A crying infant didn't evoke same response, study found,,,,
MONDAY, July 7 (HealthDay News) -- Science may have confirmed what most moms already know: When a woman sees her baby smile, certain areas of her brain activate, stimulating happy feelings.
"There's a definite biological origin to these feelings that mothers have," said study author Dr. Lane Strathearn, an assistant professor in the department of pediatrics at Baylor College of Medicine in Houston. "The contrast that showed the most response in the dopaminergic system of the brain was when a mother's own baby smiled compared to an unknown baby face."
"A baby's smile is a very powerful stimulus," noted Strathearn. "It makes sense biologically. Babies are completely and utterly dependent on their caregivers. It makes sense that nature would build in a system that would reinforce that relationship."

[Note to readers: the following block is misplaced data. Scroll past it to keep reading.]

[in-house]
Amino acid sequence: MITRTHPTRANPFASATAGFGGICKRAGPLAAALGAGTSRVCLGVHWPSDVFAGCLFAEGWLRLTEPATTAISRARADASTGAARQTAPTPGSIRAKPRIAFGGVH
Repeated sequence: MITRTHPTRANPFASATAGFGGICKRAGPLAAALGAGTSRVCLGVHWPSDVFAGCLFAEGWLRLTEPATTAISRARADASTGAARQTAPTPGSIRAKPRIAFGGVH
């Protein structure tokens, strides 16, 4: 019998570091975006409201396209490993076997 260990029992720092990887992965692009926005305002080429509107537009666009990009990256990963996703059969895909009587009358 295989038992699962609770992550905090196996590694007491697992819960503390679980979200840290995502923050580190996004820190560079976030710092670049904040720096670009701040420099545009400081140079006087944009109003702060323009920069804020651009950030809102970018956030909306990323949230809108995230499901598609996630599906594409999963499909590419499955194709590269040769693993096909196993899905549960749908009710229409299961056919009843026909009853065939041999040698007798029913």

A woman's crying infant, or even her baby with a neutral expression, doesn't evoke the same type of brain response as occurs when her baby is smiling, the study found.
Strathearn said they haven't had a chance to look at the effects on fathers. His team published its findings in the July issue of Pediatrics.
For the study, the researchers recruited 28 first-time mothers during their last trimester of pregnancy. At that time, Strathearn said the women completed "attachment interviews" to assess the types of experiences they had when being raised and what type of relationship these mothers had with their own parents.
The average age of the women was 29, and most had at least a college degree. Thirteen of the women were white, seven were black, four were Hispanic, and four listed their race as other. Most of the women -- 20 -- were married.
Then the researchers met with the mothers and the babies when the babies were about 6 months old. At that time, they videotaped them and captured smiling, crying and neutral pictur
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